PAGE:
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Review

  • Described what a Piezoelectric effect is

    • Governing equations and Definition

  • Gave examples of the applications for a Piezoelectric efect

    • Biological

    • Nanowire

  • Gave Advantages for ZnO

    • Fabrication

    • ZnOnanowires can have a PZ effect


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Review

  • Gave advantages and disadvantages of PZ polymeric nanogenerator

    • Discussed materials, fabrication and results

  • Overall the presentation held a lot of information

    • Used images and movies to explain certain hard aspects

    • Could have transitioned better between topics

      • From ZnO wires to NanoFibers

      • Given background on Nanofibers


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G4Review Piezoelectricity

Diego A Gomez-Gualdron


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Piezoelectricity

Applied mechanical stress

  • Piezoelectric materials respond to mechanical stimuli by producing and instantaneous current (or voltage) due to polarization changes caused by the shape change

Resulting voltage

  • The effect might potentially exploited to harvest energy in nanodevices. For instance, to power-up a nanorobot

http://en.wikipedia.org/wiki/Piezoelectricity

  • A common material in nanotechnology applications, ZnO, has piezoelectric properties that makes it a suited candidate for harvesting energy at the nanoscale


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A prototype device

ZnO nanowires on a silver (Ag) plate

  • The schottky barrier behavior of the ZnO/metal systems makes the generated current unidirectional allowing to store energy.

  • The ZnO material is biocompatible allowing to use the material for nanodevices meant to be introduced to the body and work at in vivo conditions

Performance:

A scanning with an AFM tip is done along the surface. The mechanical stress on the ZnO nanowire originates from the tip movement and the voltage generated is measured with an incorporated voltameter that registered a production of 64 meV per squared micrometer

Wang. Z. L., et. al.

AFM tip

Voltameter


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Comments

  • It appears that the energy production per area is not high enough for the size/power-input required for the implementation of this arrangement as a primary energy source in a nanodevice. It is perhaps difficult to increase the performance of an individual nanowire without exploring a new material, but maybe another geometrical configurations of the nanowire arrays can lead to an efficiency increase

  • The mechanical stimulus produced by the AFM is perhaps not a good model of how the array would be stimulated in another environment (for instance by collisions against the blood vessel walls in a nanorobot). How the specific fashion the mechanical stress is applied affects performance?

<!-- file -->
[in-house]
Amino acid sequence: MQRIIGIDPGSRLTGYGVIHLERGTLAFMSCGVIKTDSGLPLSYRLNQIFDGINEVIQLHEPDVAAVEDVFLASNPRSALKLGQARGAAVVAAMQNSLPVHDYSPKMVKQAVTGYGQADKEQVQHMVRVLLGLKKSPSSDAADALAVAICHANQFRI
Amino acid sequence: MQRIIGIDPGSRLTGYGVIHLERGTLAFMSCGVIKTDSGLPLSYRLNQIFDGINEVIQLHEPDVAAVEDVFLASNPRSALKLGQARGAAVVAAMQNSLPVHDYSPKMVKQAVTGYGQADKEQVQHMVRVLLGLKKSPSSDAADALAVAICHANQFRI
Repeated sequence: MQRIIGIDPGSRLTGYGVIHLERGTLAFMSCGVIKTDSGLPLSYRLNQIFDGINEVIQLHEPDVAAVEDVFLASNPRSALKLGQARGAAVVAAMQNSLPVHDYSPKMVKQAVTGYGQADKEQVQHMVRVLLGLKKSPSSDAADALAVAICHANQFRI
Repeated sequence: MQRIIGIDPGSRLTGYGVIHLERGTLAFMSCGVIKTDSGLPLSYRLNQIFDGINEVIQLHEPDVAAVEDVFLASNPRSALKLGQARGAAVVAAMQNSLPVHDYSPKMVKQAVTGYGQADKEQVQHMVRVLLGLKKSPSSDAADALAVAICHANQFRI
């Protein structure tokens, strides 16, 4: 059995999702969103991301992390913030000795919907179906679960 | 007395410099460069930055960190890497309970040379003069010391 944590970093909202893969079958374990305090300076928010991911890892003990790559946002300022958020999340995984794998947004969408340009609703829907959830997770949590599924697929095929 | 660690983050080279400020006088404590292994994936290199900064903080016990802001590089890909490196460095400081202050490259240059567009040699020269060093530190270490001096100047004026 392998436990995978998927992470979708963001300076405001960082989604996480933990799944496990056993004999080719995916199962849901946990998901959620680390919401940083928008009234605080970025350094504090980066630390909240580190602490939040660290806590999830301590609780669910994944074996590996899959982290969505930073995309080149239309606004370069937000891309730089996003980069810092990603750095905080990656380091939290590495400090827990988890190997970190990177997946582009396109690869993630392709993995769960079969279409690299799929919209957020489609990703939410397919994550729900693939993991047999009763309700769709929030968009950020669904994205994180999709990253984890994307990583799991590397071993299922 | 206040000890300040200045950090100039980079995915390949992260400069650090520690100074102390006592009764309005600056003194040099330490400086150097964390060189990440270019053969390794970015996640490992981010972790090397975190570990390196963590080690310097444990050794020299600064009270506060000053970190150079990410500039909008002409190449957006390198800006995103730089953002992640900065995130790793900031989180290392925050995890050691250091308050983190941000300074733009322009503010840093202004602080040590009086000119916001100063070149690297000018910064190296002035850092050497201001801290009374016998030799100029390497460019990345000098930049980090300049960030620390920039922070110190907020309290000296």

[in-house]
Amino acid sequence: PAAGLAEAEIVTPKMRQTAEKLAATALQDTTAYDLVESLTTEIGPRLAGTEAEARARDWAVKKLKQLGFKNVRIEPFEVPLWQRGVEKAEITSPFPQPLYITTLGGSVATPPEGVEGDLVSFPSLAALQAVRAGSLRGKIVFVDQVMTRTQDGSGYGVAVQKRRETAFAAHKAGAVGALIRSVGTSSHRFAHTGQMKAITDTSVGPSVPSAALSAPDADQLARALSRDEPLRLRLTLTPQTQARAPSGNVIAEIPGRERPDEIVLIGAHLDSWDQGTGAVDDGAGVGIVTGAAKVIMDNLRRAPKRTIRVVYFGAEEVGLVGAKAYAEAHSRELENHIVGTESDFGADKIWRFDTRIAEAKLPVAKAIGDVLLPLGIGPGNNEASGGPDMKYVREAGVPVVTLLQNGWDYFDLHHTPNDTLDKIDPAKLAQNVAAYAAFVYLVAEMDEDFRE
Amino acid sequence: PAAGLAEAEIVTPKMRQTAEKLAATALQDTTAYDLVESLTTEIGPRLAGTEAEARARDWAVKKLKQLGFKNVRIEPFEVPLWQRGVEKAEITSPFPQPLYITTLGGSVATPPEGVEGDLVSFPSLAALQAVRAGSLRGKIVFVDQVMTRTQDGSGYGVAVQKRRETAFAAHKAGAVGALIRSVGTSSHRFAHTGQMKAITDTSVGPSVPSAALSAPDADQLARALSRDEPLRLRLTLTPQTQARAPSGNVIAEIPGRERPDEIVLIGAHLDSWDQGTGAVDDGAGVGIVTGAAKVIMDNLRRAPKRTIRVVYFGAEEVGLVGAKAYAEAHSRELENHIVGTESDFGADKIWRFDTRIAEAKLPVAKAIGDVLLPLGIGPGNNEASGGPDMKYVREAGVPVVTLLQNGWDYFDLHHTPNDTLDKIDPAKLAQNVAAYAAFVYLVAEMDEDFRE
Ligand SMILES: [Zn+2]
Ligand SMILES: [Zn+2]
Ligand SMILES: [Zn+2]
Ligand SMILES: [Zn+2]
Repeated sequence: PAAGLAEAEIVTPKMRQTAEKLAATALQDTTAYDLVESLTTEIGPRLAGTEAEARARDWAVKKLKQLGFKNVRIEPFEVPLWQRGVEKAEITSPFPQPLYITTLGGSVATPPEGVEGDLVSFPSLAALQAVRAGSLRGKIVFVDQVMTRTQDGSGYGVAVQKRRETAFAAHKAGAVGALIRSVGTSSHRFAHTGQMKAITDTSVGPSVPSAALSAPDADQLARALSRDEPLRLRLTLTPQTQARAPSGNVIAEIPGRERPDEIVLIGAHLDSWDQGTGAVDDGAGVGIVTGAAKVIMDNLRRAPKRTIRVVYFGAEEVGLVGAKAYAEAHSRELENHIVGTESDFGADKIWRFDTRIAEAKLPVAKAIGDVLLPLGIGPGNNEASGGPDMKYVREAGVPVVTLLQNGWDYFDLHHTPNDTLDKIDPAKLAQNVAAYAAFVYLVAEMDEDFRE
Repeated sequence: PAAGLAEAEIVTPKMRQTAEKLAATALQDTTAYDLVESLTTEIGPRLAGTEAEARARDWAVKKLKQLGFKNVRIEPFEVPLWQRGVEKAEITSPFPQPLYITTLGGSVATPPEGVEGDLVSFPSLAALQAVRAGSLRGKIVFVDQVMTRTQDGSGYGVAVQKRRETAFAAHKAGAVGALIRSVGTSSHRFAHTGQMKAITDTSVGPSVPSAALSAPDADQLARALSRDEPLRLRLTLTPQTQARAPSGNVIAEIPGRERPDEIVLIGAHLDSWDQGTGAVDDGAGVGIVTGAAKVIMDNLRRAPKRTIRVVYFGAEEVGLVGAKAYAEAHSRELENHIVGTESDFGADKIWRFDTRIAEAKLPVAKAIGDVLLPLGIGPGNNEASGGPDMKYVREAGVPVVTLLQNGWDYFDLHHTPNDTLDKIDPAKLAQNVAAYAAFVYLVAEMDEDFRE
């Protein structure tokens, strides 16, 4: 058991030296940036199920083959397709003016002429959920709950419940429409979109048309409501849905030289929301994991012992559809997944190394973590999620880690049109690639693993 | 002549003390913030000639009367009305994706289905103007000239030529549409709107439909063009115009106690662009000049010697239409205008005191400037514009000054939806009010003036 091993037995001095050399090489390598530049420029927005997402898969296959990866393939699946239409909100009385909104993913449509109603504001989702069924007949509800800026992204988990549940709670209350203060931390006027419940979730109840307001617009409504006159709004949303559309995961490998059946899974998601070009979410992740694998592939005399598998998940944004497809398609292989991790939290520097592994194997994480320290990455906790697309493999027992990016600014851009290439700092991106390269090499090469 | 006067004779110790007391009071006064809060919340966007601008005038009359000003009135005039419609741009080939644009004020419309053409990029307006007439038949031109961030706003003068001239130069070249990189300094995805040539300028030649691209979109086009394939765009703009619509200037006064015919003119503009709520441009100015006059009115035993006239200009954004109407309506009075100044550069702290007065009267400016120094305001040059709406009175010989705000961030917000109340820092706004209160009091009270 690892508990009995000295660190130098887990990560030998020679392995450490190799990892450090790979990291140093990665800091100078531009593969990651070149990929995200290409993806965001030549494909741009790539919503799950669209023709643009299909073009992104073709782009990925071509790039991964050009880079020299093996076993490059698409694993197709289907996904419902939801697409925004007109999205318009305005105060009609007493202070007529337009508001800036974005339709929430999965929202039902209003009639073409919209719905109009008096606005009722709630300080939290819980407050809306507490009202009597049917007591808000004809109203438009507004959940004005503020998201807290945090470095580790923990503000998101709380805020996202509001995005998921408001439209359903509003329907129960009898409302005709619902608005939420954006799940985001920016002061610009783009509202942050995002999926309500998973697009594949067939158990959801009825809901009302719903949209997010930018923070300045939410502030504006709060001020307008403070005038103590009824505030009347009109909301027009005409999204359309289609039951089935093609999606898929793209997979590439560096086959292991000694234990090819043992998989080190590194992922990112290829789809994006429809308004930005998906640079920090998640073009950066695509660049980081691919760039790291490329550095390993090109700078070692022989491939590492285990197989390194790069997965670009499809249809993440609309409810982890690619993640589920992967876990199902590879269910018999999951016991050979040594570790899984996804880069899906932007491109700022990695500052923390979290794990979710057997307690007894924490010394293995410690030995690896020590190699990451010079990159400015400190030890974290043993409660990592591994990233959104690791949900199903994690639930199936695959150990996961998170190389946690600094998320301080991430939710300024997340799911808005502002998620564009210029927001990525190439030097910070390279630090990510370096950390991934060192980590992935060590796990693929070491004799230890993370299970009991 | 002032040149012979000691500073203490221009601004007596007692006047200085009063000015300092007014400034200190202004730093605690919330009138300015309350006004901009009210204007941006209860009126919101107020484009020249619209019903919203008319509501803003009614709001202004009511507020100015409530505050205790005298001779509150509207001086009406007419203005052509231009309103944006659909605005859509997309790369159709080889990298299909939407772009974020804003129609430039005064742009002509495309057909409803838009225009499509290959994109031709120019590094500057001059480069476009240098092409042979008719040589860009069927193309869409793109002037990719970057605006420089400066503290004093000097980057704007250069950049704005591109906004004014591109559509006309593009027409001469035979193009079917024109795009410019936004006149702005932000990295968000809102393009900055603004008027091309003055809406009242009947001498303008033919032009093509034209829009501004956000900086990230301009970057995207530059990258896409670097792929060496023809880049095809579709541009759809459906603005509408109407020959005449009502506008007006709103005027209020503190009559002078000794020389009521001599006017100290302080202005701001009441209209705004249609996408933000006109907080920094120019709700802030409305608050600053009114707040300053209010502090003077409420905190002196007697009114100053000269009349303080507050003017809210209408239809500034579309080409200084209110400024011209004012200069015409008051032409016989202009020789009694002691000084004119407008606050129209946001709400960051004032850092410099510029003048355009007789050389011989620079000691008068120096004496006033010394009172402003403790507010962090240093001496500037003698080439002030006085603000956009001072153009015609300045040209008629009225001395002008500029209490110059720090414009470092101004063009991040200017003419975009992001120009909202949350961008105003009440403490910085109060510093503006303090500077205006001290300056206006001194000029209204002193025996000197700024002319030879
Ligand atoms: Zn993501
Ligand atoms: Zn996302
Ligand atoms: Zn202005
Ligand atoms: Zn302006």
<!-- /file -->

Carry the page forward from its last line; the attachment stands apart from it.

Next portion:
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Review

  • An interesting topic was presented. However there was little focus on the most current paper (nanoletters 2010), and rather was limited to an older one (science 2006). Even though the older paper was suitable to show the geometry of the nanoarray and how the device could work and its performance measured, there were many things left in the air. Why so little advance in the topic from 2006-2010 (judging for the presentation)? There is a fundamental obstacle? Have other nanoarrays be tested? Is this the best alternative to harvest energy at the nanoscale?

  • The presentation was too short because the critical analysis that follows to the presentation of the work was completely missing. The pros and cons of the work were not discussed. The main problems to solve were not pointed out. Other alternatives existent, in development, or proposed were not shown. In summary, the audience was presented a nice and interesting work , but was not told of how this work stands among other works in nanotechnology. Is the only work done? Are there many other people working on this? Was the presented work a breakthrough?

  • Other than the aforementioned points, it was a good presentation, but perhaps fell short in scope.


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G5

Review of Piezoelectricity

by Norma Rangel


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ZnONanowire Array Piezoelectric Nanogenerator, by Jung Hwan Woo

  • Jung gave a very clear explanation of piezoelectricity, some background and presented a video where the actual concept of a piezoelectric generator was shown working and suggested an interesting application for generation of electricity from human footsteps in places where there is a big traffic such as train stations.

  • It was unclear for me how the current was measured in the ZnOnanowires from one side of wire to the other if the wires have a nanometer diameter and at the same type have both compressive and tensile stress.